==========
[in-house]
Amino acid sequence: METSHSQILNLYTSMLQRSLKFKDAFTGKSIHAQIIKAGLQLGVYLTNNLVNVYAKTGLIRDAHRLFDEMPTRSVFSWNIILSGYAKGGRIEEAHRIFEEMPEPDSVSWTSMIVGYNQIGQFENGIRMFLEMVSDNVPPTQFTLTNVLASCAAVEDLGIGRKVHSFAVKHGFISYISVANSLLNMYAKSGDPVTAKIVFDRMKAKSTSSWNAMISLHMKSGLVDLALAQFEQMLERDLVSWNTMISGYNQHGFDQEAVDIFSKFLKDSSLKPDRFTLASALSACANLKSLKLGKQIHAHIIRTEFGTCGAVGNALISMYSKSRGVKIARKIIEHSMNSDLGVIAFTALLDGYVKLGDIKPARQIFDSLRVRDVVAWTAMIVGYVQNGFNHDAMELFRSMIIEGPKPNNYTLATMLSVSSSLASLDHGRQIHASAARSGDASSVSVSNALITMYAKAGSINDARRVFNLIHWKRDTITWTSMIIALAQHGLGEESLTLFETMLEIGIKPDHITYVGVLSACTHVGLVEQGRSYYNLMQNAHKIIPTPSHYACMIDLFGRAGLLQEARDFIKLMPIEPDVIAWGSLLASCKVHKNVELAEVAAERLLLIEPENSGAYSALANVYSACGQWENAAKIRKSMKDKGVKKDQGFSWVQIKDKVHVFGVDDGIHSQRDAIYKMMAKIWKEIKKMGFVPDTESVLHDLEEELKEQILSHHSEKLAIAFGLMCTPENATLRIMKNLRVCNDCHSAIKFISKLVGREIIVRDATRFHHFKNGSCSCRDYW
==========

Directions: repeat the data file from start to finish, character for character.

[in-house]
Amino acid sequence: METSHSQILNLYTSMLQRSLKFKDAFTGKSIHAQIIKAGLQLGVYLTNNLVNVYAKTGLIRDAHRLFDEMPTRSVFSWNIILSGYAKGGRIEEAHRIFEEMPEPDSVSWTSMIVGYNQIGQFENGIRMFLEMVSDNVPPTQFTLTNVLASCAAVEDLGIGRKVHSFAVKHGFISYISVANSLLNMYAKSGDPVTAKIVFDRMKAKSTSSWNAMISLHMKSGLVDLALAQFEQMLERDLVSWNTMISGYNQHGFDQEAVDIFSKFLKDSSLKPDRFTLASALSACANLKSLKLGKQIHAHIIRTEFGTCGAVGNALISMYSKSRGVKIARKIIEHSMNSDLGVIAFTALLDGYVKLGDIKPARQIFDSLRVRDVVAWTAMIVGYVQNGFNHDAMELFRSMIIEGPKPNNYTLATMLSVSSSLASLDHGRQIHASAARSGDASSVSVSNALITMYAKAGSINDARRVFNLIHWKRDTITWTSMIIALAQHGLGEESLTLFETMLEIGIKPDHITYVGVLSACTHVGLVEQGRSYYNLMQNAHKIIPTPSHYACMIDLFGRAGLLQEARDFIKLMPIEPDVIAWGSLLASCKVHKNVELAEVAAERLLLIEPENSGAYSALANVYSACGQWENAAKIRKSMKDKGVKKDQGFSWVQIKDKVHVFGVDDGIHSQRDAIYKMMAKIWKEIKKMGFVPDTESVLHDLEEELKEQILSHHSEKLAIAFGLMCTPENATLRIMKNLRVCNDCHSAIKFISKLVGREIIVRDATRFHHFKNGSCSCRDYW